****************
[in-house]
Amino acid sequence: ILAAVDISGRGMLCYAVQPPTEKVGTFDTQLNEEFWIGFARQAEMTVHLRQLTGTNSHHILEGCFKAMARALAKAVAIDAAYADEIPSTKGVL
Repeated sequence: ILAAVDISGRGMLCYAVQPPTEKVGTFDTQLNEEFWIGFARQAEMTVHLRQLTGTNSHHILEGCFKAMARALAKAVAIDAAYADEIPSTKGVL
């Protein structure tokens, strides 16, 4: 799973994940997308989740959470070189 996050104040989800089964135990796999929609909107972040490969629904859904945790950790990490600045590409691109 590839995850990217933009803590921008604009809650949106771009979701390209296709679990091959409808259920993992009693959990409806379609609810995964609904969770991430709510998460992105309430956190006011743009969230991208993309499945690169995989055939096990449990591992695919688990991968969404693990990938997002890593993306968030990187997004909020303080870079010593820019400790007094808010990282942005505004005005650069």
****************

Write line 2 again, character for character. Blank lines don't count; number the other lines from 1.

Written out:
Amino acid sequence: ILAAVDISGRGMLCYAVQPPTEKVGTFDTQLNEEFWIGFARQAEMTVHLRQLTGTNSHHILEGCFKAMARALAKAVAIDAAYADEIPSTKGVL